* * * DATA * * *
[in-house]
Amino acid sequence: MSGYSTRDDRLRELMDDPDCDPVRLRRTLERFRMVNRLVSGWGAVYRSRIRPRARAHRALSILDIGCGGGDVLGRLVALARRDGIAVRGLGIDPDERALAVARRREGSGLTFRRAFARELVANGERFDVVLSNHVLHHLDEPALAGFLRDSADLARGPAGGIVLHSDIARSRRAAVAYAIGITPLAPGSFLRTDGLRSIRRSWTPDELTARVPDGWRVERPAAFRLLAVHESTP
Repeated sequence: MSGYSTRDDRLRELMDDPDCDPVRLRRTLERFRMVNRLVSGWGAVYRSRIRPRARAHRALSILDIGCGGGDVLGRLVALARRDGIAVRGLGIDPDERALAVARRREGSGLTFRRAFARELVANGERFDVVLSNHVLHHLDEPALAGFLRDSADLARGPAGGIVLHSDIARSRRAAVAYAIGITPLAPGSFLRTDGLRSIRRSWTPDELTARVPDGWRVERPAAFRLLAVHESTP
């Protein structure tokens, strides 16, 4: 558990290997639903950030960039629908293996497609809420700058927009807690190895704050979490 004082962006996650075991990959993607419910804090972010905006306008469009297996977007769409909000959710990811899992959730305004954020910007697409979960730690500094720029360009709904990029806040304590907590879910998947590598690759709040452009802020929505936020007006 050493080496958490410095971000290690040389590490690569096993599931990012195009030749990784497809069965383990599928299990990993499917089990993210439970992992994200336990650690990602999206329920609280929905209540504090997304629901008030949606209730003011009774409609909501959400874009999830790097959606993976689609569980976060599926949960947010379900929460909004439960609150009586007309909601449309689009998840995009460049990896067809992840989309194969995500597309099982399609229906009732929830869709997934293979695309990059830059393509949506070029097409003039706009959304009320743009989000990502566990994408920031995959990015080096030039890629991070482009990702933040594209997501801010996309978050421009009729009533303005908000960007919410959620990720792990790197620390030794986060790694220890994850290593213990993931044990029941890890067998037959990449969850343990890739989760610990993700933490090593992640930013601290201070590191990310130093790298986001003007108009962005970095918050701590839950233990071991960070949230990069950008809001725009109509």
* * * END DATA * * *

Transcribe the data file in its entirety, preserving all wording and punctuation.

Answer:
[in-house]
Amino acid sequence: MSGYSTRDDRLRELMDDPDCDPVRLRRTLERFRMVNRLVSGWGAVYRSRIRPRARAHRALSILDIGCGGGDVLGRLVALARRDGIAVRGLGIDPDERALAVARRREGSGLTFRRAFARELVANGERFDVVLSNHVLHHLDEPALAGFLRDSADLARGPAGGIVLHSDIARSRRAAVAYAIGITPLAPGSFLRTDGLRSIRRSWTPDELTARVPDGWRVERPAAFRLLAVHESTP
Repeated sequence: MSGYSTRDDRLRELMDDPDCDPVRLRRTLERFRMVNRLVSGWGAVYRSRIRPRARAHRALSILDIGCGGGDVLGRLVALARRDGIAVRGLGIDPDERALAVARRREGSGLTFRRAFARELVANGERFDVVLSNHVLHHLDEPALAGFLRDSADLARGPAGGIVLHSDIARSRRAAVAYAIGITPLAPGSFLRTDGLRSIRRSWTPDELTARVPDGWRVERPAAFRLLAVHESTP
């Protein structure tokens, strides 16, 4: 558990290997639903950030960039629908293996497609809420700058927009807690190895704050979490 004082962006996650075991990959993607419910804090972010905006306008469009297996977007769409909000959710990811899992959730305004954020910007697409979960730690500094720029360009709904990029806040304590907590879910998947590598690759709040452009802020929505936020007006 050493080496958490410095971000290690040389590490690569096993599931990012195009030749990784497809069965383990599928299990990993499917089990993210439970992992994200336990650690990602999206329920609280929905209540504090997304629901008030949606209730003011009774409609909501959400874009999830790097959606993976689609569980976060599926949960947010379900929460909004439960609150009586007309909601449309689009998840995009460049990896067809992840989309194969995500597309099982399609229906009732929830869709997934293979695309990059830059393509949506070029097409003039706009959304009320743009989000990502566990994408920031995959990015080096030039890629991070482009990702933040594209997501801010996309978050421009009729009533303005908000960007919410959620990720792990790197620390030794986060790694220890994850290593213990993931044990029941890890067998037959990449969850343990890739989760610990993700933490090593992640930013601290201070590191990310130093790298986001003007108009962005970095918050701590839950233990071991960070949230990069950008809001725009109509």